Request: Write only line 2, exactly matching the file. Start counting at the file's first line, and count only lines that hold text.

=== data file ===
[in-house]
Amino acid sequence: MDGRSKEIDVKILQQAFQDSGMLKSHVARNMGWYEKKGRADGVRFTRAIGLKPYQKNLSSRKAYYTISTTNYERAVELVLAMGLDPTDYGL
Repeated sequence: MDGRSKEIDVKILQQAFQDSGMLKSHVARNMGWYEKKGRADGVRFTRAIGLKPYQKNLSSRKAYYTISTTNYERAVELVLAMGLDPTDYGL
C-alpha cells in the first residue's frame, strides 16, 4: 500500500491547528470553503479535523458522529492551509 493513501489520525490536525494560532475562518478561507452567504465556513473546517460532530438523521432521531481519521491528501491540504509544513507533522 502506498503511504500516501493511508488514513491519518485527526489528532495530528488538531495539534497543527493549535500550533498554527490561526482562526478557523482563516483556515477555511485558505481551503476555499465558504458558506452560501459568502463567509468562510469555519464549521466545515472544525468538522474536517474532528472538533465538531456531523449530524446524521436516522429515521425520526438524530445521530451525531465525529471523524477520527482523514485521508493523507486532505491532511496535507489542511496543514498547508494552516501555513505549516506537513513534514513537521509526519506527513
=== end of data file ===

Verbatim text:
Amino acid sequence: MDGRSKEIDVKILQQAFQDSGMLKSHVARNMGWYEKKGRADGVRFTRAIGLKPYQKNLSSRKAYYTISTTNYERAVELVLAMGLDPTDYGL